[From the Beds & Herts Tuesday Telegraph: April 8th, 1919]
On Wednesday afternoon last a Vickers twin-engined aeroplane, flying from Leighton Buzzard to Norwich, whilst attempting to land near Fornham All Saints School, Bury St Edmunds, suddenly 'span' when a few yards from the ground, owing to engine trouble, crashing badly.
Yesterday morning, at 7.30, about 80 Belgians bade farewell to Luton after several years' refuge in the town and district. They left the Midland Railway station en route for Hull, and there were some affecting scenes.
They were seen off by Councillor W. J. Primett, Chairman of the local relief committee. Mr Grice, the Midland Railway Stationmaster, gave great help and made special arrangements for the luggage.
“To all these the town owes a debt of undying gratitude.” Percy Blundell's tribute to Lutonians who had fought in the Great War was published in The Luton News (April 3rd, 1919) as a preface to a poem that offered a very different light on a Corporation approach to an ex-serviceman. The poem, bearing the name Arthur R. Child and reproduced here, is entitled The Payment:
In the ongoing issue of the Maternity Home and Child Welfare scheme that had raised controversy over the future use of Wardown House, a committee report to a meeting of Luton Town Council on April 1st, 1919, said Messrs J. Cumberland & Sons had promised to give certain particulars in relation to St Dominic's School in time for the next meeting of the committee.
The only formidable enemies of freedom in Europe at the present time are extremists who invariably begin by describing themselves as democrats, said The Luton Reporter in its leading article on April 1st, 1919. They say they want the people to rule and, as the population of a country is never of one mind, they mean that they want the majority to rule.
[From the Beds & Herts Saturday Telegraph: April 5th, 1919]
Another presentation took place at Biscot Camp on Sunday morning [March 30th] when a visiting officer of high rank bestowed upon Sgt Bertie Farrow, of 15 Winsdon Road, Luton, the Distinguished Conduct Medal.
Sgt Farrow was formerly with the Davis Gas Stove Company, and on his demobilisation has returned to the foundry. He joined the 6th Bedfords (13089) in September 1914, and went to France in July 1915. He served with that unit until April 1918, when he was attached to the 1st Herts Regiment.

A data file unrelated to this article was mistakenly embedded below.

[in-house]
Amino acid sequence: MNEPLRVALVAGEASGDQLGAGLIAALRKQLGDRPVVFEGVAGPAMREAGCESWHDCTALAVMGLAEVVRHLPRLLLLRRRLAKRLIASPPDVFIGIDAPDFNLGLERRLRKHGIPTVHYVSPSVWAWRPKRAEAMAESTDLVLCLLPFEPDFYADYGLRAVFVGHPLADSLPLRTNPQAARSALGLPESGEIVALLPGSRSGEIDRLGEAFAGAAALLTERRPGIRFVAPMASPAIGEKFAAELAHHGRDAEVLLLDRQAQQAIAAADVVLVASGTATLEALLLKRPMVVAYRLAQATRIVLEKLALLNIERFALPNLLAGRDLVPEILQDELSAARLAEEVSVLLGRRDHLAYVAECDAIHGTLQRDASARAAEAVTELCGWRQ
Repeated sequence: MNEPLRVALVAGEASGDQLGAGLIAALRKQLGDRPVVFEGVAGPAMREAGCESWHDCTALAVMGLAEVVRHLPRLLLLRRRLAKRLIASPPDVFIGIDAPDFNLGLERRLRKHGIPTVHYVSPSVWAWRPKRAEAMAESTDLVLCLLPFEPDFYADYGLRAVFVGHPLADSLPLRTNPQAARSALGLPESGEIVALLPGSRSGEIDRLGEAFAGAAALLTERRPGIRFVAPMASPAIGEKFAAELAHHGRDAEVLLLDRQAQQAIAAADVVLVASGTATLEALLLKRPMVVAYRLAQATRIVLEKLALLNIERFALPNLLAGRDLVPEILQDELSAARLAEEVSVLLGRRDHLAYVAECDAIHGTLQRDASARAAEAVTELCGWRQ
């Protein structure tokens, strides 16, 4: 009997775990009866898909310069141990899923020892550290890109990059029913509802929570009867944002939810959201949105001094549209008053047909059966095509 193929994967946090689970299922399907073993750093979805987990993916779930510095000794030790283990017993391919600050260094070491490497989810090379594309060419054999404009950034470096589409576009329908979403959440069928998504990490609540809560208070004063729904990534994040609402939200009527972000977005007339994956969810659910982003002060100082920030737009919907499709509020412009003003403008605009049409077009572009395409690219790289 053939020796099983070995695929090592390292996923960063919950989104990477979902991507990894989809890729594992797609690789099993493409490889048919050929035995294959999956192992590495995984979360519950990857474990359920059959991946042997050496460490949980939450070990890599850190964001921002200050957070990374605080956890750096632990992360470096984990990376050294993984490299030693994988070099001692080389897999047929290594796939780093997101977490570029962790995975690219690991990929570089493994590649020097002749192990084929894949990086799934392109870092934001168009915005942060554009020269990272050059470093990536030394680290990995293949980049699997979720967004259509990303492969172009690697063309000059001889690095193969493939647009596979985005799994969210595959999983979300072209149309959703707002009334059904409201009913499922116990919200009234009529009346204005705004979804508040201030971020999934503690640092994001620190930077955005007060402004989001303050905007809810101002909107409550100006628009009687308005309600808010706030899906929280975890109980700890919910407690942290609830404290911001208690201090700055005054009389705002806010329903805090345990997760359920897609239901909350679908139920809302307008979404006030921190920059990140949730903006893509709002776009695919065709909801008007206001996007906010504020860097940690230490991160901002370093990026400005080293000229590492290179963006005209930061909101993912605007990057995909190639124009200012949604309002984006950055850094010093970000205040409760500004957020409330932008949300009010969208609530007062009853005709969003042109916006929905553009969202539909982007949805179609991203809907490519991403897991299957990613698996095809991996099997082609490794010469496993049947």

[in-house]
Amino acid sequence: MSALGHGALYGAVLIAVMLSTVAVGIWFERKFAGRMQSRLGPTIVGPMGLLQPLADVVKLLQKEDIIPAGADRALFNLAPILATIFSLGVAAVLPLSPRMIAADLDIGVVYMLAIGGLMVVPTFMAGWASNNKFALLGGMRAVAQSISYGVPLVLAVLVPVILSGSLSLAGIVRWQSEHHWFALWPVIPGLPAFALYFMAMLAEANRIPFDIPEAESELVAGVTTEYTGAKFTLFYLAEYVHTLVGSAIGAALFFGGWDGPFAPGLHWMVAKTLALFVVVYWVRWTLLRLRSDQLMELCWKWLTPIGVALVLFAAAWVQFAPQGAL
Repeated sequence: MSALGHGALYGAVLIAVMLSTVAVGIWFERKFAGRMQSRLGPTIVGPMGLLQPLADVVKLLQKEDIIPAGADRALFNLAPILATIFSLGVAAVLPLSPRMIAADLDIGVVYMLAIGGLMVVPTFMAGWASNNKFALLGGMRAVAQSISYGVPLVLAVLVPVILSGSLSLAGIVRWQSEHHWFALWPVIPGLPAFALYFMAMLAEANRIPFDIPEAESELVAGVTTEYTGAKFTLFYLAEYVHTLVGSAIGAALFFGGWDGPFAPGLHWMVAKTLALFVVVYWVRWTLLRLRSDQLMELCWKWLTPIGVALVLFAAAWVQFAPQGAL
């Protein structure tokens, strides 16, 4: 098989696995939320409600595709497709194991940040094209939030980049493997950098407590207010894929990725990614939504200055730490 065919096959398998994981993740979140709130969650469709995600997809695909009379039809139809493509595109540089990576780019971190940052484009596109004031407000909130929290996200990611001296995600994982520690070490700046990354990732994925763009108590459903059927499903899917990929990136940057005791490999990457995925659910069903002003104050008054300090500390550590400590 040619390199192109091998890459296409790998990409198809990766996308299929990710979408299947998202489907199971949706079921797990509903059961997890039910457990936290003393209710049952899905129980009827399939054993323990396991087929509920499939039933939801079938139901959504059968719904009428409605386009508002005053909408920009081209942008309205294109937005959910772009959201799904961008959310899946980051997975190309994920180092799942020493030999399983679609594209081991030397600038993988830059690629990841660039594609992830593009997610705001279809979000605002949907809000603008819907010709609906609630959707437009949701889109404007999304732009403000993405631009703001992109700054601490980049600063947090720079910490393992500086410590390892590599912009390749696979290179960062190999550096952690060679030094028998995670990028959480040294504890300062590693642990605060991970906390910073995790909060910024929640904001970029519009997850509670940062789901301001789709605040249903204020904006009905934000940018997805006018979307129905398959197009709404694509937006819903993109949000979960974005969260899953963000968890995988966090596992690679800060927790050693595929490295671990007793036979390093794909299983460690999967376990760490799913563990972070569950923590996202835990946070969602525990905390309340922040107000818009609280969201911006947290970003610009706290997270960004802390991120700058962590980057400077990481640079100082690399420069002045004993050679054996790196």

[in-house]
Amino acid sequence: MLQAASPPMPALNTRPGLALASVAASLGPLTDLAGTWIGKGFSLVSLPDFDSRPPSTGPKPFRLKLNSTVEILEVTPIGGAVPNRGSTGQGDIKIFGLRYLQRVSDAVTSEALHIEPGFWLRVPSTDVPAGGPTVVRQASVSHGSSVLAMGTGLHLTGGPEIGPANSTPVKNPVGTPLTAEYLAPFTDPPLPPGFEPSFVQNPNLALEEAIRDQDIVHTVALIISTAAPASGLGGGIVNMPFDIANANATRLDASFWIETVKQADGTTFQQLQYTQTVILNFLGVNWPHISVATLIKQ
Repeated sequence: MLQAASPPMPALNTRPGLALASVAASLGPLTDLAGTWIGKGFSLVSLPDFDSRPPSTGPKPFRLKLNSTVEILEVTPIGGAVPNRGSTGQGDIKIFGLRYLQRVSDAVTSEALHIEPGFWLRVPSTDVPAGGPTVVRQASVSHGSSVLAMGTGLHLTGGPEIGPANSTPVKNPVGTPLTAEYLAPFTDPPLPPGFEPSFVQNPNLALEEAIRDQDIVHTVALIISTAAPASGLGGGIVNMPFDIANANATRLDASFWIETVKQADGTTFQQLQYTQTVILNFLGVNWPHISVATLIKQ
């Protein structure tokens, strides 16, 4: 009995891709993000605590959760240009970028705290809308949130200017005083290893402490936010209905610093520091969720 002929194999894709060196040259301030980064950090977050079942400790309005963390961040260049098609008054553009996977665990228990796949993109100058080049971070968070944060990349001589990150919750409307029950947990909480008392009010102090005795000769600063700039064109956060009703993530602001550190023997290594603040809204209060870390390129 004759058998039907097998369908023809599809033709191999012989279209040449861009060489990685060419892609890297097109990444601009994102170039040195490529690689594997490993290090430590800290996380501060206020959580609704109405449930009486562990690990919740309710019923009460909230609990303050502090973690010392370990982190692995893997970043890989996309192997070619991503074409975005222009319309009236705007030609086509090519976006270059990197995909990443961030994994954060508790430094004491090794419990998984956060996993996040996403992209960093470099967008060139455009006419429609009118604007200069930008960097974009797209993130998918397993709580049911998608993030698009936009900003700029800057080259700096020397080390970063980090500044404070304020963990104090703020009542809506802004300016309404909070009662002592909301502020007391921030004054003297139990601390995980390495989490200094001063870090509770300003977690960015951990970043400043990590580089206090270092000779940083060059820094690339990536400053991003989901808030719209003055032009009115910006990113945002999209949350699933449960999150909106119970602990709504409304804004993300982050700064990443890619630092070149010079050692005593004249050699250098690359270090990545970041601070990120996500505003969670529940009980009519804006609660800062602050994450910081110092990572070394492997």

The Luton Red Cross Band, like many other local institutions, suffered under very great difficulties during the war. Its conductor, Mr F. Mortimer, and the majority of its playing members were on active service.
Turmoil throughout Europe, wide-spread industrial unrest in Britain and much higher gas and electricity charges for Luton householders, who were also facing a shortage of coal due to miners' strikes. The crippling legacy of war was being felt everywhere.
Ex-Bombardier Sidney Morris, 80999, Royal Field Artillery, was presented with his Military Medal by Mayor Henry Impey at a meeting of Luton Town Council on March 18th, 1919.
Bdr Morris (pictured), of 30 New Town Street, Luton, had been awarded the medal for gallantry in the field in April 1918. The Mayor read a letter written by Bdr Morris describing how he had won the medal.
Inspector Herbert Hunt (pictured) was promoted by Luton Watch Committee from the rank of sergeant in March 1919 as part of Police Force restructuring following the retirement of Inspector Walter James Hagley, 'father' of the Force.
A Hampshire man, he was appointed a constable at Luton on May 15th, 1900, and was promoted to sergeant on November 1st, 1909.
The suggestion has been made to the Army Council that the title of the Bedfordshire Regiment should in future be the Bedfordshire & Hertfordshire Regiment, wrote The Luton Reporter (Tuesday, March 18th, 1919).